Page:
When Neil Warnock was asked about the prospect of Dael Fry moving to Burnley for £10m, you'd have forgiven the fiery Yorkshireman for assuming it was some sort of rubbish April Fool's Day gag.
His response to the suggestion was, erm, well just what you'd expect from him when asked about potentially losing one of his best players, and you can guarantee if he hadn't been sat in front of a load of journalists on a Zoom meeting at the time his response would have contained a few more expletives.
Unfortunately for the veteran boss, player power is a much bigger aspect of transfer sagas than it was when he started his managerial career back in 1852 - but that doesn't mean he should be resigned to losing the Boro starlet.
Having broken into the Teessiders' first-team setup back in 2015/16, Fry has endured something a of a turbulent time in senior football.
Once lauded as the best thing to come out of the Boro academy since Stewart Downing, the young defender lost his way under the stewardship of Tony Pulis and Jonathan Woodgate, so much so that Everton's reported advances for him had Boro fans offering to piggyback him to Merseyside.
Since the arrival of Warnock on Teesside, a whole host of Middlesbrough players have rediscovered their form, and Fry is without question top of that list.
The 23-year-old suddenly looks like the prodigious talent that broke onto the scene five years ago, with the sloppy distribution and poor positional sense that marred his game for a number of years suddenly a thing of the past.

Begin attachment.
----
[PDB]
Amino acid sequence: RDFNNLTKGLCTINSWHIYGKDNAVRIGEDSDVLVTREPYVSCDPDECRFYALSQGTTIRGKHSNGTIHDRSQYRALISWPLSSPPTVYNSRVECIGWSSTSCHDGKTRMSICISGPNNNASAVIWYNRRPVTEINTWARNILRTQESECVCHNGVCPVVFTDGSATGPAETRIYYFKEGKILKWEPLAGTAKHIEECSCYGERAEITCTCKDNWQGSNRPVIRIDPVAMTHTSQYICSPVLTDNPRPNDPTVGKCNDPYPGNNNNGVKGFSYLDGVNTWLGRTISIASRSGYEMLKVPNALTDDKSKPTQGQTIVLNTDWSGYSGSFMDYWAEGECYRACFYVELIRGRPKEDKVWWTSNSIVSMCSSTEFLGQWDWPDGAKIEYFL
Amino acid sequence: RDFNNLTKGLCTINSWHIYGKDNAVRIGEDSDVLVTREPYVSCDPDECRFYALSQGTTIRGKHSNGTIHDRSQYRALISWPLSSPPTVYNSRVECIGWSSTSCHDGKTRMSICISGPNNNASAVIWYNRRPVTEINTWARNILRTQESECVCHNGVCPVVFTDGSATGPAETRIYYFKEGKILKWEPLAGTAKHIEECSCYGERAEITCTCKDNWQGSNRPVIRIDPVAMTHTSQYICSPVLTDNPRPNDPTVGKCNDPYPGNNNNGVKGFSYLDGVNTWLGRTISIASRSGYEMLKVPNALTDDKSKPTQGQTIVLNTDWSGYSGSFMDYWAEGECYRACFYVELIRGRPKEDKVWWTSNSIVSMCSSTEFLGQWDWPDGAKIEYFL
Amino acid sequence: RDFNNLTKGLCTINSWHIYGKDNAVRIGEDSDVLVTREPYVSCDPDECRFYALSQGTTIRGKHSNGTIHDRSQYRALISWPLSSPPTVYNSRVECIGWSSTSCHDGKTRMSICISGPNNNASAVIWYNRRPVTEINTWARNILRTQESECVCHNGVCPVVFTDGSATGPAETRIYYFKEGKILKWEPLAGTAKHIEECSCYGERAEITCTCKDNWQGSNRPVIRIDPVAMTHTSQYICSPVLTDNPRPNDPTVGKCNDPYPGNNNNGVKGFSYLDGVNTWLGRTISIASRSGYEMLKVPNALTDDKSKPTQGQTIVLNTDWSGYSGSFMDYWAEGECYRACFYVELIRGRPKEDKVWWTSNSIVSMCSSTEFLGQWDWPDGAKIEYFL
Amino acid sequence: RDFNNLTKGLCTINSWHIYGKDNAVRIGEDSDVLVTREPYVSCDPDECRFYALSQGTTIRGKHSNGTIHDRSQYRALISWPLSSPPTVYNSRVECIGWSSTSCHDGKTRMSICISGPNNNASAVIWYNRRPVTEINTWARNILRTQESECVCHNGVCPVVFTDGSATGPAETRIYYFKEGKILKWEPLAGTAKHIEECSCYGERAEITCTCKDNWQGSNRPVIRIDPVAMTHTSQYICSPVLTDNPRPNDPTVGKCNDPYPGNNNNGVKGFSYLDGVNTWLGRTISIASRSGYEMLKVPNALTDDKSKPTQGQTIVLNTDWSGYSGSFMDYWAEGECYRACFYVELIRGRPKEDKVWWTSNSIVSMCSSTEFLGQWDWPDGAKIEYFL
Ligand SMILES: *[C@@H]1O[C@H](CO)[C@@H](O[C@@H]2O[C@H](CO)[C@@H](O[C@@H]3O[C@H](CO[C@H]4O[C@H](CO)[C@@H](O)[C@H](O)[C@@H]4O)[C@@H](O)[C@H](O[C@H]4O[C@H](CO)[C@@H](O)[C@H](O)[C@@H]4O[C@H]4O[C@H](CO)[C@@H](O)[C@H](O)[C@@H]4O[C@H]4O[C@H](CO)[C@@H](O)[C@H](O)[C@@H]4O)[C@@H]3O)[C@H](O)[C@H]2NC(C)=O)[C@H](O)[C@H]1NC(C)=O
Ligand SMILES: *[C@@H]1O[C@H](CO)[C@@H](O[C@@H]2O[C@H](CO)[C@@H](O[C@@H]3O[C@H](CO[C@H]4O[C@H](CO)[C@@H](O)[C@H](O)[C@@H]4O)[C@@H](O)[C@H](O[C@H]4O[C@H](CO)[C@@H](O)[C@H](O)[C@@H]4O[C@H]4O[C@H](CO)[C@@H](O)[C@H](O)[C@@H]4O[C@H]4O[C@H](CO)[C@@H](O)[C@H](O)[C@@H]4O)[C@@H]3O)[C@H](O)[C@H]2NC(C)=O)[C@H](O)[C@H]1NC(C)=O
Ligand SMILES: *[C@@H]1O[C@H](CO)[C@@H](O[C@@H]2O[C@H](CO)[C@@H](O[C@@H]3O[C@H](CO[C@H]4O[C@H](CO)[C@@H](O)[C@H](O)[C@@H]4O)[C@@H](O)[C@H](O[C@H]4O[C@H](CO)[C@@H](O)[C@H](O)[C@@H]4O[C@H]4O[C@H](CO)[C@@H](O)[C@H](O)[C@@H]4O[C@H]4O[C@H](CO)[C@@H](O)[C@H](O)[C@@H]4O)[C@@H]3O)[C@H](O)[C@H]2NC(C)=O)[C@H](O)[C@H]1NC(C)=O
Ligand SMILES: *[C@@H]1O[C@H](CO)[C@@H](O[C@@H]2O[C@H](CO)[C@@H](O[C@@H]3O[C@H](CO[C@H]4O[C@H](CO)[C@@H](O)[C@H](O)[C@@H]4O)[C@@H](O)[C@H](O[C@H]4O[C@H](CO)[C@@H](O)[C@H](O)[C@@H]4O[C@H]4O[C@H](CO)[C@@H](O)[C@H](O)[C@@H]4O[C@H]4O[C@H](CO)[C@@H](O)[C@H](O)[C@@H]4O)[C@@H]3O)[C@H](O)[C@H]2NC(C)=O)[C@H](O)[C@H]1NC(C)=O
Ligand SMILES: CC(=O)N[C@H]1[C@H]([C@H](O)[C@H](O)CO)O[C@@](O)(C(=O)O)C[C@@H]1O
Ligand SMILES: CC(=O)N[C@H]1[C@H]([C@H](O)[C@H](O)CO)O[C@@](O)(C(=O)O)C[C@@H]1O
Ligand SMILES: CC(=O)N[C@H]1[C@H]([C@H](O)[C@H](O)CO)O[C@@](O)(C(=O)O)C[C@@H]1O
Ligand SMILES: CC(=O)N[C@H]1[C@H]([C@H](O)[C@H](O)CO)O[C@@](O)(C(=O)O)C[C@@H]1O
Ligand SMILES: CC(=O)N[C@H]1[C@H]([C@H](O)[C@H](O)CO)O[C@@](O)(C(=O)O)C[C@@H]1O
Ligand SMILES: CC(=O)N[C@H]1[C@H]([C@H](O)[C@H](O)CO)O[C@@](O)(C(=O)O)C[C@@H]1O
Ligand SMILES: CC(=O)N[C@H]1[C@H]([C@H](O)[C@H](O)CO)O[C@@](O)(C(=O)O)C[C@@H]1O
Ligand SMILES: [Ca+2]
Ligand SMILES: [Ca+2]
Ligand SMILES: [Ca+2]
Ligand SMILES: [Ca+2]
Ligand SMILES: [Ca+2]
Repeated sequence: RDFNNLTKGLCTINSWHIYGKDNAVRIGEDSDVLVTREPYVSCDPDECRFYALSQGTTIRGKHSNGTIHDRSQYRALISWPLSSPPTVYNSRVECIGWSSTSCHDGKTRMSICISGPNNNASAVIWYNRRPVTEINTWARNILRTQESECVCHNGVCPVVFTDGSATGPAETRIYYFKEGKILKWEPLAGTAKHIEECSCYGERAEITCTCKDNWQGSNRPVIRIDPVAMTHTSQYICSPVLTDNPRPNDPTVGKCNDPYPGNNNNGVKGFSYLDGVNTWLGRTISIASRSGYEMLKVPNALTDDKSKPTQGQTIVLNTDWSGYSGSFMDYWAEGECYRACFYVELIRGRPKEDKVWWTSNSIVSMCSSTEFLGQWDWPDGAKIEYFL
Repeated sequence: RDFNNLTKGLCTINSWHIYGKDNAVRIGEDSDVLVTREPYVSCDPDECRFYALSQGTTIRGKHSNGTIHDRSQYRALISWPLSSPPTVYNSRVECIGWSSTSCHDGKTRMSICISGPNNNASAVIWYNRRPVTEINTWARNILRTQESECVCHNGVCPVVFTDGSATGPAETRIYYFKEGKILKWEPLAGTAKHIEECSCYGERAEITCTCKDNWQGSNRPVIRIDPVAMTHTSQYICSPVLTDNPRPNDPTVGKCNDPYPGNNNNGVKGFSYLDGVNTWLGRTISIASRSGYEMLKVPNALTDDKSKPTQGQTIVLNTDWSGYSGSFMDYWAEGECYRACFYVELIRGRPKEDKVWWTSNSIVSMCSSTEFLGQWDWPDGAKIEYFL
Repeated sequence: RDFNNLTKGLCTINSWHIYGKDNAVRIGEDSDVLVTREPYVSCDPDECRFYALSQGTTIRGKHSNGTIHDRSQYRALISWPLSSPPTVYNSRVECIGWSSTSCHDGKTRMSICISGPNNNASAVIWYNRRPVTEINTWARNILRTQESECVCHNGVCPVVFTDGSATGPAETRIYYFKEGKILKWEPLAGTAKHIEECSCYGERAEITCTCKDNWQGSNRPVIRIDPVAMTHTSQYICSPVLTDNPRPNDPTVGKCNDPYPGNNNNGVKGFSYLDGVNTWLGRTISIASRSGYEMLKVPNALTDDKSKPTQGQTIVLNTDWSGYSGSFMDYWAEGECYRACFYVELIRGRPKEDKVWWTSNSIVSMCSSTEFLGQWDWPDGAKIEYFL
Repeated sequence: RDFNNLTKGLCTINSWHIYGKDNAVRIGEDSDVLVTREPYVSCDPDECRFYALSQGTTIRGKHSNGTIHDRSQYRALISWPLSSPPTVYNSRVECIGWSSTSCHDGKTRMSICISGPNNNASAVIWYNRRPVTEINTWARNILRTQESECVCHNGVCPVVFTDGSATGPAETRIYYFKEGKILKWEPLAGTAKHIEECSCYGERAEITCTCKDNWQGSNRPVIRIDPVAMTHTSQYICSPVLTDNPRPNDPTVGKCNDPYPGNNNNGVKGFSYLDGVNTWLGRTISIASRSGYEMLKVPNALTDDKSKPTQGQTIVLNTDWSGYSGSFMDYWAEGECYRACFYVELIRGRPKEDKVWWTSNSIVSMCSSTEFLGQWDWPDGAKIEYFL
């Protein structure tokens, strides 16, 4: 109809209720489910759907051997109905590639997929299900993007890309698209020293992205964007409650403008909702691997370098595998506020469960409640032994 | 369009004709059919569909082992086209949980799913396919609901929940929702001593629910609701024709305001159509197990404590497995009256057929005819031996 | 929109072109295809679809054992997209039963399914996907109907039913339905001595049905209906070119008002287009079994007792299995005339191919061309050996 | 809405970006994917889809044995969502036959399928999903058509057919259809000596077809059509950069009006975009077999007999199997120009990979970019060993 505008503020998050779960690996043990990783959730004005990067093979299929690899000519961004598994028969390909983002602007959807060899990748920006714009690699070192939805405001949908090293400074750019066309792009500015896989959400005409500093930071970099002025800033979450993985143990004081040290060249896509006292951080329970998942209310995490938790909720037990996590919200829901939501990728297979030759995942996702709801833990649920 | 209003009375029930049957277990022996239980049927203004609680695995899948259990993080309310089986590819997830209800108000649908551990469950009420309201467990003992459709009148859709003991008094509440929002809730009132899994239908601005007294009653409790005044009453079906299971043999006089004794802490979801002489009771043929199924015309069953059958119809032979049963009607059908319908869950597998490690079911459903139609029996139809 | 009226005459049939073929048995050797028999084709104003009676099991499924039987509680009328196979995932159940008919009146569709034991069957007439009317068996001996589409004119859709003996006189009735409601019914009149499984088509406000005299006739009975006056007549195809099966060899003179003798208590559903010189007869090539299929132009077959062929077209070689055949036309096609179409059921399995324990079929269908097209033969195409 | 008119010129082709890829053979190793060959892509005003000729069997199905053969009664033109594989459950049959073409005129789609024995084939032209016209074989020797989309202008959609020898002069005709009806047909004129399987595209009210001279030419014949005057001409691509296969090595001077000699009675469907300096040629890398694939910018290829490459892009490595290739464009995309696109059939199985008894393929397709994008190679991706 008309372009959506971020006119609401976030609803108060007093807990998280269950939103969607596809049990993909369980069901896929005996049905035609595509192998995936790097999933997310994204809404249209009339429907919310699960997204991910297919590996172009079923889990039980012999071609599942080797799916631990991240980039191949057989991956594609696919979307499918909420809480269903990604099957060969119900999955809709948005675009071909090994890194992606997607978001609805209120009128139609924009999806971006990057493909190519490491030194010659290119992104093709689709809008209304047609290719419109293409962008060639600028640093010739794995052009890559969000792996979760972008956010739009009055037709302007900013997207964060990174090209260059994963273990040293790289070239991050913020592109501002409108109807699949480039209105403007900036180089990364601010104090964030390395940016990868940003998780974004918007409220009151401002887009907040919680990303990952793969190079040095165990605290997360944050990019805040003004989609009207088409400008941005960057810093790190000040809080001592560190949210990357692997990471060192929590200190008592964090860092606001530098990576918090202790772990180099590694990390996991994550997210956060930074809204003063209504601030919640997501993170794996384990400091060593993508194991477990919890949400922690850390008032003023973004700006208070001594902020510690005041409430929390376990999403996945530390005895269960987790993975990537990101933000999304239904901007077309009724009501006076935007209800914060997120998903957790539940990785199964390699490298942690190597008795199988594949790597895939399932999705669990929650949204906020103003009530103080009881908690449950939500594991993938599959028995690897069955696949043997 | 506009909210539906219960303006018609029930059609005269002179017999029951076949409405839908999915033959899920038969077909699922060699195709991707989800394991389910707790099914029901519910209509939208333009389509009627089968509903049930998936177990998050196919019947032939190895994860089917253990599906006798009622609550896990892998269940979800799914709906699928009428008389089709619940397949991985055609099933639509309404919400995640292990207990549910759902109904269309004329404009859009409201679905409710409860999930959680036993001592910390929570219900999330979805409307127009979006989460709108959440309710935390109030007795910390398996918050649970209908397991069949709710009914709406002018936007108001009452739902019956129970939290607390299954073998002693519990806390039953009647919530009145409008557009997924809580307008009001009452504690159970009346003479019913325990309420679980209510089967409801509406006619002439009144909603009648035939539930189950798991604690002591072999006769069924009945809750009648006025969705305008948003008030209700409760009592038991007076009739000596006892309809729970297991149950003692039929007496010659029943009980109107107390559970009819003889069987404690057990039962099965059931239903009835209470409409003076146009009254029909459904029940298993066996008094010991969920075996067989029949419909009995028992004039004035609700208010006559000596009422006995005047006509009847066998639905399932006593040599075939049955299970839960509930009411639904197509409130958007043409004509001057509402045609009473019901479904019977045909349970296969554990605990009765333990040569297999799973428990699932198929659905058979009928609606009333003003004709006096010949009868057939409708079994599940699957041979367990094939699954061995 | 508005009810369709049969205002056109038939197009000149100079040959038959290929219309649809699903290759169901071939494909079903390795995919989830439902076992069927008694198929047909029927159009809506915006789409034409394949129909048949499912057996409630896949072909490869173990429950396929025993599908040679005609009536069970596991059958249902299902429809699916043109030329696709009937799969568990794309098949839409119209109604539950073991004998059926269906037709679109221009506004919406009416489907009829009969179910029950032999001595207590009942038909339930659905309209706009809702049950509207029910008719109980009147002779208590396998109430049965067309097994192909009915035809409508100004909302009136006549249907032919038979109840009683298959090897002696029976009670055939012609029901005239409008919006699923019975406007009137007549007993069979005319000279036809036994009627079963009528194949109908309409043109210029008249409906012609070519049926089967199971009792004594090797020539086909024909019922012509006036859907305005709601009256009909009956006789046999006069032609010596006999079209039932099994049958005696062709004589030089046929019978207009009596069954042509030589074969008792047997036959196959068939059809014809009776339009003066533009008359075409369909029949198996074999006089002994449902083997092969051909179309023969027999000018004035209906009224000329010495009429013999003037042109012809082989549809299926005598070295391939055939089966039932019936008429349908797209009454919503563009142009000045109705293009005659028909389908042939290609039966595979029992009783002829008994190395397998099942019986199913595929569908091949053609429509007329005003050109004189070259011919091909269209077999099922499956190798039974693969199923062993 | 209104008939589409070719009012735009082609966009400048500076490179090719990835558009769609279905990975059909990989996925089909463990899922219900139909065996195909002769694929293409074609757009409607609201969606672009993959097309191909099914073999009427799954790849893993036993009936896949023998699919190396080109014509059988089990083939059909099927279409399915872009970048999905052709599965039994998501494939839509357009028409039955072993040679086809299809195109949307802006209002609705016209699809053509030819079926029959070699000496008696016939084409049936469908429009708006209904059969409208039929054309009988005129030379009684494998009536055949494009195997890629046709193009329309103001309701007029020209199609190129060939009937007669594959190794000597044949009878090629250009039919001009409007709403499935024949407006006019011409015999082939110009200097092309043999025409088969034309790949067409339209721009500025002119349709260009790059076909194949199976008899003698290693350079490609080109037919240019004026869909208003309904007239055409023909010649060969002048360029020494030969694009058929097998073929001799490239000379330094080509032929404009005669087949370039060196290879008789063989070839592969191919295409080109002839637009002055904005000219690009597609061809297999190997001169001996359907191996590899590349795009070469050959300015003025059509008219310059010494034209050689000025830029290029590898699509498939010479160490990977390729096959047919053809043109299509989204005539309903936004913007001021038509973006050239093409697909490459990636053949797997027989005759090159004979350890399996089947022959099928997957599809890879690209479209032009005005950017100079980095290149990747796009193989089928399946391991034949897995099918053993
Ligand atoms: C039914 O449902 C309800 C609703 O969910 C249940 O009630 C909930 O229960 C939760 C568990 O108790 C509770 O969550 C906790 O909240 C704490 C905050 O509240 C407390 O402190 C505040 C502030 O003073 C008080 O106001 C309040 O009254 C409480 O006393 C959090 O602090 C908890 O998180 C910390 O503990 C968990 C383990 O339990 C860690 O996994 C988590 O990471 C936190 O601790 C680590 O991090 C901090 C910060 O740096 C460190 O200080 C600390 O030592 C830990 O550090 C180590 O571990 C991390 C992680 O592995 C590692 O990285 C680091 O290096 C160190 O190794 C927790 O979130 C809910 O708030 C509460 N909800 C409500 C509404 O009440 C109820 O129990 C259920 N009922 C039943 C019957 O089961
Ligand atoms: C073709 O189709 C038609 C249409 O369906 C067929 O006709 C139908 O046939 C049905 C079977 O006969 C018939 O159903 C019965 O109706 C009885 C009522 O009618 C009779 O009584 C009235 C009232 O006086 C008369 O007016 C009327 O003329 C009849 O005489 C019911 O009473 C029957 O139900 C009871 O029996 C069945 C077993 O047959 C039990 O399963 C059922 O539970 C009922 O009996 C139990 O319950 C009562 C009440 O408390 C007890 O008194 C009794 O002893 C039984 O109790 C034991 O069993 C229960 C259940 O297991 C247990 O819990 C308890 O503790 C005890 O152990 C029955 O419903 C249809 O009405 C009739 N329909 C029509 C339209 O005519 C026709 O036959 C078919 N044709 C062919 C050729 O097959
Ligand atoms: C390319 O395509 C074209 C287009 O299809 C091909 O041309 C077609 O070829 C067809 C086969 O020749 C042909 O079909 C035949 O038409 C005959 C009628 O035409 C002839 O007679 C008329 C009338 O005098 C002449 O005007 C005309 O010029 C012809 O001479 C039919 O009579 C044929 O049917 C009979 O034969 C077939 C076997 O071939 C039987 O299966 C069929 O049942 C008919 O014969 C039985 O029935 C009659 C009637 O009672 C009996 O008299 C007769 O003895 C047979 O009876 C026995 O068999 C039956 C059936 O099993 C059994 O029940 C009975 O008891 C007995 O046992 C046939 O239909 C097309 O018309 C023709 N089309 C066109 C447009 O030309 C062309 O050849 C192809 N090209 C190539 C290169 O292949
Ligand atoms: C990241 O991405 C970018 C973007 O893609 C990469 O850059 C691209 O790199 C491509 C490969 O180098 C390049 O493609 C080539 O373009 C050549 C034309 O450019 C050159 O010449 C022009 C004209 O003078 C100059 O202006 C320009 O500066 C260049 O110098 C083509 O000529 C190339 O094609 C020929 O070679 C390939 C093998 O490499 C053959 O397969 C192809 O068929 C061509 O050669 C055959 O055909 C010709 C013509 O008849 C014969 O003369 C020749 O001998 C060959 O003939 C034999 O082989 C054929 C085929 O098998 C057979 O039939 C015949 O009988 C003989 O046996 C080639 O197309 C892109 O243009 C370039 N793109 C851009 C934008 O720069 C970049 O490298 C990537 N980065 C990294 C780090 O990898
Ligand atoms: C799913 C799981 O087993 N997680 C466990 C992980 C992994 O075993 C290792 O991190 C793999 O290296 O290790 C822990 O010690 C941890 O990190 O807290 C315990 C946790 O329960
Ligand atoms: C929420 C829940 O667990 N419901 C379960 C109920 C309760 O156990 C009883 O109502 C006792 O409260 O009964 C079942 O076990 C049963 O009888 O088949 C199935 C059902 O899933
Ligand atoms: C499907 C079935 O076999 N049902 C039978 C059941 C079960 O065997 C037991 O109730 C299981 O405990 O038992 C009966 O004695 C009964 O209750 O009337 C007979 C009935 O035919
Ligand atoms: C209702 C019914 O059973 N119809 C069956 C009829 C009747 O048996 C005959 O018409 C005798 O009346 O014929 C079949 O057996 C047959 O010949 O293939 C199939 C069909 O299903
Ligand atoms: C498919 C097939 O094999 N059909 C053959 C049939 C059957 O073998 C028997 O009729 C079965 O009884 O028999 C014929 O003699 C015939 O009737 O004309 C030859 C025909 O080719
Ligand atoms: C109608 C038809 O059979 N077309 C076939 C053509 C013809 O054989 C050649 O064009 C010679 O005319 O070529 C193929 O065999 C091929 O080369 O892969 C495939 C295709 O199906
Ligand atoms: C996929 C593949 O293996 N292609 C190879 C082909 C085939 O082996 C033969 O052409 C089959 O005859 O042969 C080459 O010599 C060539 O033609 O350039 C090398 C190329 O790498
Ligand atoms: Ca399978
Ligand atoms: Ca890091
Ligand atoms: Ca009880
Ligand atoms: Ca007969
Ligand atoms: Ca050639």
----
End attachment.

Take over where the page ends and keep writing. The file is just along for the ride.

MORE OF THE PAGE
Of course, we're all well aware that Championship sides aren't allowed to have nice things anymore ever since the likes of Aston Villa and West Ham realised England's second tier is full of top talents, with performances from Ollie Watkins, Ezri Konsa, Jarrod Bowen and Michail Antonio in particular helping to banish the stigma of delving into the lower leagues.
Therefore, it probably didn't come as too much of a shock for Warnock when he was asked of Burnley's mooted interest in Fry, but the youngster would be foolish to be drawn to the bright lights of the Premier League with Burnley.
While the prospect of earning more money at the Clarets will obviously catch the youngster's eye, he'll essentially be getting paid to subscribe to Burnley TV, because the closest he'll come to first-team action will be watching from the bench.
Throughout Fry's development in the Boro academy has was often compared to Ben Gibson, a fellow Middlesbrough lad who cemented his place in the starting XI before moving to Burnley.
His spell at Turf Moor was an utter disaster, with Sean Dyche's first-choice centre-back pairing of Ben Mee and James Tarkowski proving too solid to budge.
Despite Gibson's move being almost three years ago now, nothing has changed at Burnley, and that's why Fry needs to stay put for now.
Of course both Mee and Tarkowski have edged closer to the twilights of their respective careers by this point, but at 31 and 28 respectively you'd imagine Fry will be forced to wait a few seasons yet before he manages to force his way into the starting XI.
Following his failed move to Turf Moor, Gibson has been forced to drop back into the Championship to rebuild his career with Norwich City, and while he was doing just that prior to his recent season-ending injury, at 28 he's missed a huge chunk of his career where he should have been developing and playing regular football.
The similarities between both Gibson and Fry are there for all to see, and if the latter has any sense he'll heed the warning of the former's dismal time at Turf Moor.
Warnock has worked wonders for Fry's career over the past year, and with the Boro boss confirming he'll be staying at the Riverside Stadium next season, his star defender has to stay put if he's to realise his full potential.